I always thought the Reformation-era Anabaptists were cranks and flakes, or, to put it more kindly, were doctrinally unsound. Estep shows portrait after portrait of people who were actually, instead, so committed to Scripture that they surrendered their lives, against the establishment, to follow a sincere conscience devoted to Jesus Christ. (A word of caution: After reading this book, it will be easy to see some of their opponents as cranks and flakes instead. Reading the biographies of these opponents will put them in the proper light as well.)
I cheated. I skipped to the end of the Narnia series recently, and read the last book. What a wonderful treat it was. I wish I could spoil it right here, but I won't. The way it puts into perspective the concept in Philippians 3:17-21, for example, is enlightening. My prayer: that it will get you looking more at the verses about heaven in the epistles, and through them, helping you to speculate less and live more.
Bruce Ware spent years and years training his daughters in "systematic theology," an organized understanding of Bible beliefs. Now, his simple discussions with his girls are in this book, waiting for you to uncork them at the dinner table or bedside each evening.
I hope you will read this one, just to help you notice all the human beings around you day by day. There is some peppery language (a little vulgar but not so much that it fills the book). But I chose this book, not to push the envelope about unholy entertainment choices, but rather because this book helps readers see struggling human beings that surround every one of us. Jesus didn't wallow in the mud because he sinfully loved the mud and the wallowing (which is why we are tempted, at times, to make poor book and film choices), but he did spend enough time with "tax collectors and sinners" to be criticized by the self-righteous, counting his knowledge of them as more valuable than the acceptance of the Pharisees.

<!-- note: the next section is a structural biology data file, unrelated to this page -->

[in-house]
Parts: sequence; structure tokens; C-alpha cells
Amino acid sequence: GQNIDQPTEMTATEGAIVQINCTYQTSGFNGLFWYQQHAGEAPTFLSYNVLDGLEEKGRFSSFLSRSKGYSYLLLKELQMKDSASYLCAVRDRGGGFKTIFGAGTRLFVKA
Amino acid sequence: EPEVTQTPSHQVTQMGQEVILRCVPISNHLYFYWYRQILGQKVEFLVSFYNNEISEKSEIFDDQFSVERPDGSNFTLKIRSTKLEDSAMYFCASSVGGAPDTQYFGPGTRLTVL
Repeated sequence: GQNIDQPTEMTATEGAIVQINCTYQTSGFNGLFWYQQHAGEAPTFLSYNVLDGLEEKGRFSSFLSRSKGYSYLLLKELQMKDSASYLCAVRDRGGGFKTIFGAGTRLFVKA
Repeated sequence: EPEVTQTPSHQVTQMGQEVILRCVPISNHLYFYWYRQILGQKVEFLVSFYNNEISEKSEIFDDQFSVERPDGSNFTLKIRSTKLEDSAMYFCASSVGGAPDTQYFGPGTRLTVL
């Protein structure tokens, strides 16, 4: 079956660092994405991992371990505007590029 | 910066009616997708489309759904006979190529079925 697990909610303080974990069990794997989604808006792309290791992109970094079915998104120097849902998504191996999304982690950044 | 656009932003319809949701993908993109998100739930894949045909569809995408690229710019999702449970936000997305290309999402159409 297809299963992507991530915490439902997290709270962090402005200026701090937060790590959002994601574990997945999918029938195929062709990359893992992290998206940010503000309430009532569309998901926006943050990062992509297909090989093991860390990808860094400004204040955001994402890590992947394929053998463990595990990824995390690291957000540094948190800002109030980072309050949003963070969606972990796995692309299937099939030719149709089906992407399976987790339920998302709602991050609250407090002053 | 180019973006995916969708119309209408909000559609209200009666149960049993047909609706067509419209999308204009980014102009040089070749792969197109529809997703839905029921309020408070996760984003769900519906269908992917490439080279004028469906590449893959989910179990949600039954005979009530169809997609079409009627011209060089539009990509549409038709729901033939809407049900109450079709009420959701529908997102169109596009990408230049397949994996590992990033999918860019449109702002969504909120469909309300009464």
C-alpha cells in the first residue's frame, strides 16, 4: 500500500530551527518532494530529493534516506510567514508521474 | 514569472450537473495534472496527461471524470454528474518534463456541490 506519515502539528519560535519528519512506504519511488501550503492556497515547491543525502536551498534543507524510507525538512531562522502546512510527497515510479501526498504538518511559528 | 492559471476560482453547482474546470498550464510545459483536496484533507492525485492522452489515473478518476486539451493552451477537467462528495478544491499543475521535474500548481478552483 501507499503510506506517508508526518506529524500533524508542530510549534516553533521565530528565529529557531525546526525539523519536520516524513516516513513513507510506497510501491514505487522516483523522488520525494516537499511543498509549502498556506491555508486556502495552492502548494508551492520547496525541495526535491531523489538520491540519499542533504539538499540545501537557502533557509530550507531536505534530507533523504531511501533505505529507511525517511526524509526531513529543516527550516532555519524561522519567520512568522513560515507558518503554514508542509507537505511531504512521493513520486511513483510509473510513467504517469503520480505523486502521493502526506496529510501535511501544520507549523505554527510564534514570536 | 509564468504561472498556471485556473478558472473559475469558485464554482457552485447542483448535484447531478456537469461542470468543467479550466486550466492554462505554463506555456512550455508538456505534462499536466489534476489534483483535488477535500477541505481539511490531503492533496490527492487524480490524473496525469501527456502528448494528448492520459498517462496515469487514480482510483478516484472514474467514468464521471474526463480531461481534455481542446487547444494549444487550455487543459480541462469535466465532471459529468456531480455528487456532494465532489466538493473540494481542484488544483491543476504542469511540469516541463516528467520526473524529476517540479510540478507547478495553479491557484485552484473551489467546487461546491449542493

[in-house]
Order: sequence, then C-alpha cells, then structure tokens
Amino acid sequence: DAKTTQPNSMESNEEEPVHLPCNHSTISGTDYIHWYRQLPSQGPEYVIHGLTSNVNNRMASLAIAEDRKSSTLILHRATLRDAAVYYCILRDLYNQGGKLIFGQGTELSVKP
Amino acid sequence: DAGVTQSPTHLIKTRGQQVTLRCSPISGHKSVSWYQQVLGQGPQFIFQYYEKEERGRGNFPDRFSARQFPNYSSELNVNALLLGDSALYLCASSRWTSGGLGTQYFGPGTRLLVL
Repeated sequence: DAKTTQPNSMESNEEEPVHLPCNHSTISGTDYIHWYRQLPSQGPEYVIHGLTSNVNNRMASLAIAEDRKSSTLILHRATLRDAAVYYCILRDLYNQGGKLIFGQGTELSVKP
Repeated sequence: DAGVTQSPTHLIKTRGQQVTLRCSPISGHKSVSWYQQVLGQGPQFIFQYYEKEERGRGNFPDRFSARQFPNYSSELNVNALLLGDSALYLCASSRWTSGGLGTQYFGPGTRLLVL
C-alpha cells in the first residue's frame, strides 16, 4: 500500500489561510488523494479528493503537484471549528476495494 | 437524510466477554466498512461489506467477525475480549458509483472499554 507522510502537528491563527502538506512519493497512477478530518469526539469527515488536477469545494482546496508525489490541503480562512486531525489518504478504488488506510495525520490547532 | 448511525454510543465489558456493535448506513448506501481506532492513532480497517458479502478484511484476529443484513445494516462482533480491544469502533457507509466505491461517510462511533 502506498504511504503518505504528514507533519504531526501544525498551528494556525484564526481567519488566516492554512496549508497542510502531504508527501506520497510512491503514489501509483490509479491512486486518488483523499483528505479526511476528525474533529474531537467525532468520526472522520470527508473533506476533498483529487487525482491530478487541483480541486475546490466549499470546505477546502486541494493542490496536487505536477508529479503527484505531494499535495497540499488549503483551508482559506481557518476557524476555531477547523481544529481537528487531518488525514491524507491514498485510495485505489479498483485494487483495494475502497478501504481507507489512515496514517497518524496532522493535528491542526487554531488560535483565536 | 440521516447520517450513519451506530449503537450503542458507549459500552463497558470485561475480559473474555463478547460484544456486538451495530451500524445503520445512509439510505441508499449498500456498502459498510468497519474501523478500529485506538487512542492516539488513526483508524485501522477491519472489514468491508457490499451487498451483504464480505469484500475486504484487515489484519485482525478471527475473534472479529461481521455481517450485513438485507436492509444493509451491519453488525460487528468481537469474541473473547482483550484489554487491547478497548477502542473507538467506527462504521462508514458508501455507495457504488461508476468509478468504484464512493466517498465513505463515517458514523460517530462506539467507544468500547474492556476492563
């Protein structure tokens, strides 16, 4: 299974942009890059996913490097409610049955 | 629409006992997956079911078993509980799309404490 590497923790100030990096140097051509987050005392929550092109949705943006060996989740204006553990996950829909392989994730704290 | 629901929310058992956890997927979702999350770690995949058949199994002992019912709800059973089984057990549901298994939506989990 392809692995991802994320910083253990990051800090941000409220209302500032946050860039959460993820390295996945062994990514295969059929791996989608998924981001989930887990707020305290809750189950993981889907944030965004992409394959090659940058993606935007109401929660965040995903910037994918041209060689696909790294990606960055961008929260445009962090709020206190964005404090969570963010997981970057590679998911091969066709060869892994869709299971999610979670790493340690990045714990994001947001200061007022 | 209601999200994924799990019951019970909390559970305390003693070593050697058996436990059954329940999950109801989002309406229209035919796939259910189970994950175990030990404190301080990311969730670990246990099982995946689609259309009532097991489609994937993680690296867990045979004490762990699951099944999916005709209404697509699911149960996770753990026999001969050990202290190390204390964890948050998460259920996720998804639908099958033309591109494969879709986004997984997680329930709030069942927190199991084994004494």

The Holy Spirit was promised to Christians by Jesus Christ to seal us, fill us, empower us, teach us, comfort us, build our churches person by person, and more. Christopher Wright has encouraged us to consider the entirety of the revealed story of the Holy Spirit, which might bring about a few questions: What does the Holy Spirit have to do with anything before Pentecost? And stipulating that, what does the Old Testament have to do with anyone after Pentecost?
This is a beautiful biography of a girl who had nothing, a marvelous man who had nothing, and a set of parents who felt left with nothing, all lifted up by the God who has it all and desires to give beyond what we can imagine. What can we become when we are radically changed by God?
It's a clever little title for a book that is very easy to read. Do you know the God who names himself "I AM"? I ask myself: Is that enough for me? It it isn’t, do I really know him?